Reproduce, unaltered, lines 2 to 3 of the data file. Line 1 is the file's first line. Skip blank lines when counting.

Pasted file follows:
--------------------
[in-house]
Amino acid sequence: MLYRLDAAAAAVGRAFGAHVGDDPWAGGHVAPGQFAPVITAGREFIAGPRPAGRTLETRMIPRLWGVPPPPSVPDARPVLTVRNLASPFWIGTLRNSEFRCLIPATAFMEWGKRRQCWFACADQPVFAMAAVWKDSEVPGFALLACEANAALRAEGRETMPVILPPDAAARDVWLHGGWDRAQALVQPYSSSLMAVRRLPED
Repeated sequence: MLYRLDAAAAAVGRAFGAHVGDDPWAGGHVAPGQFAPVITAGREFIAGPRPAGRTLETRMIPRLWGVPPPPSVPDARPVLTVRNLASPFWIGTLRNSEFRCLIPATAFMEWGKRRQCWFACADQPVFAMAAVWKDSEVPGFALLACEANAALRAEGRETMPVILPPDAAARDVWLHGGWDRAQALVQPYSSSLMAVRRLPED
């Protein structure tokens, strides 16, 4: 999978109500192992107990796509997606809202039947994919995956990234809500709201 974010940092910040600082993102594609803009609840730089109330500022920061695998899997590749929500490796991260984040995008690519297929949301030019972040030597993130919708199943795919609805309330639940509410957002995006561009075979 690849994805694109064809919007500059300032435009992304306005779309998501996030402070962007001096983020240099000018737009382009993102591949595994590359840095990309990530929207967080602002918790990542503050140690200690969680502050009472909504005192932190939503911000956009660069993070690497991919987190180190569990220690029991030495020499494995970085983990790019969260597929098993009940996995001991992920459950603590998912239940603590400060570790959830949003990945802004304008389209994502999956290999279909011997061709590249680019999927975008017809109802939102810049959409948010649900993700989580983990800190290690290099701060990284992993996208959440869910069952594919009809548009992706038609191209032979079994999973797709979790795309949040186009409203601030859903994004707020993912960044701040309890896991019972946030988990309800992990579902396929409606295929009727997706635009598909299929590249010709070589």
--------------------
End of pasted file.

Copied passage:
Amino acid sequence: MLYRLDAAAAAVGRAFGAHVGDDPWAGGHVAPGQFAPVITAGREFIAGPRPAGRTLETRMIPRLWGVPPPPSVPDARPVLTVRNLASPFWIGTLRNSEFRCLIPATAFMEWGKRRQCWFACADQPVFAMAAVWKDSEVPGFALLACEANAALRAEGRETMPVILPPDAAARDVWLHGGWDRAQALVQPYSSSLMAVRRLPED
Repeated sequence: MLYRLDAAAAAVGRAFGAHVGDDPWAGGHVAPGQFAPVITAGREFIAGPRPAGRTLETRMIPRLWGVPPPPSVPDARPVLTVRNLASPFWIGTLRNSEFRCLIPATAFMEWGKRRQCWFACADQPVFAMAAVWKDSEVPGFALLACEANAALRAEGRETMPVILPPDAAARDVWLHGGWDRAQALVQPYSSSLMAVRRLPED